Planting trees, building bases in Bethlehem
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Planting trees, building bases in Bethlehem

***image2***Last week, Occupation forces act on their intentions to re-establish a military base in Beit Sahour. Despite the protests of residents, soldiers declared the area a closed military zone, bringing in heavy machinery to begin work. Also around Bethlehem last week, activists planted olive trees near the Wall in a symbolic display of steadfastness and a refusal to be uprooted from their land.

On February 10, Occupation forces began work on a new military structure, which will be located in Oush Gharb on the site of a former military base which was evacuated in 2006. Bulldozers were brought in to raze the old building and guard tower, and when residents approached the area they were informed that it was a closed military zone for the remainder of the day.

The following day, a group of Palestinian and international activists headed to the area in protest where they discovered work was continuing. When they approached soldiers and bulldozers, they were pushed back toward the main road.

It is clear that Occupation forces have the intention of re-establishing a presence at the site of the previously evacuated military base. Further, settlers have taken an interest in the area, visiting it regularly and threatening to begin work on a new settlement.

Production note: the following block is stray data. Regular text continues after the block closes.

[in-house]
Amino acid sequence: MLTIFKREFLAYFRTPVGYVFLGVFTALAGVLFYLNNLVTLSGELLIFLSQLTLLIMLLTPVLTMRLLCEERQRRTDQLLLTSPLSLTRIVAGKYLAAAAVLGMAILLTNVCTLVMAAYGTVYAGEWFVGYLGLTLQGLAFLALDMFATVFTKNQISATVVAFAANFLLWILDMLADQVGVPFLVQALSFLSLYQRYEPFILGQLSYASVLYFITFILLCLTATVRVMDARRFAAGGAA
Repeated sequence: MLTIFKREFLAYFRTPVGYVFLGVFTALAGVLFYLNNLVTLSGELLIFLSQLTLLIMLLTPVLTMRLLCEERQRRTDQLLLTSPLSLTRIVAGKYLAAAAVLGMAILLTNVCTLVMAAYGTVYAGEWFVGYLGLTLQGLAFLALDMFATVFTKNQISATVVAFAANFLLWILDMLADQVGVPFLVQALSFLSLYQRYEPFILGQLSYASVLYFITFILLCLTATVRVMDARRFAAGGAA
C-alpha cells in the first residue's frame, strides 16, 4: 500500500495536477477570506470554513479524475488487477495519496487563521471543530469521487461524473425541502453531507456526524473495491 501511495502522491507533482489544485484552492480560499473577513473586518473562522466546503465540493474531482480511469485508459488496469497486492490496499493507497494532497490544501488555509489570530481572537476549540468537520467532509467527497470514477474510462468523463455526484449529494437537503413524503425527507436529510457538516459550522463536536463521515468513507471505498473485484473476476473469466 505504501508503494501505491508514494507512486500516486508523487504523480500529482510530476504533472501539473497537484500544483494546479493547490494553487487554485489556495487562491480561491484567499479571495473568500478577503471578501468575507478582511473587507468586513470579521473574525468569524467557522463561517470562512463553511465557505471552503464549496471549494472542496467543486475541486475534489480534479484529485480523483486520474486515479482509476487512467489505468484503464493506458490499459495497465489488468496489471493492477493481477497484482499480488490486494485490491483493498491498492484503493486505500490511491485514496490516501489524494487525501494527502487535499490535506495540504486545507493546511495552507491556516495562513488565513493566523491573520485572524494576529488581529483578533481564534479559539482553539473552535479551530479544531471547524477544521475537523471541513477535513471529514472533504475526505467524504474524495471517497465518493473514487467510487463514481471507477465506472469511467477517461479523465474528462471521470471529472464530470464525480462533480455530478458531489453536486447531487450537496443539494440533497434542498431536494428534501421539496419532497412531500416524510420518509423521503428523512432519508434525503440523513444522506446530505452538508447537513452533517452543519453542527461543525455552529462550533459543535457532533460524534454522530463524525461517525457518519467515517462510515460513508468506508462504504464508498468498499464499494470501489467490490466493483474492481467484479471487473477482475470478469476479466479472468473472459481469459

While Occupation forces are laying the foundation for a new military base, Palestinian activists in another part of the Bethlehem district planted trees near the Wall. Stop the Wall, with the cooperation of the Ministry of Agriculture, organized a planting in Wad Abu ‘Amira, an area southwest of Bethlehem, near the settlement of Efrat.

Volunteers with the Campaign, along with international activists, accompanied landowners and were able to plant 235 new olive trees on lands next to the Wall, many several meters from the Wall, far inside the so-called “security” or buffer zone. This zone extends 30 – 100 meters, depending on the location, from the Wall up and down the West Bank.

The tree planting is part of a wider agricultural campaign that aims to reclaim and replant 480 dunums of land. It is set to continue into March.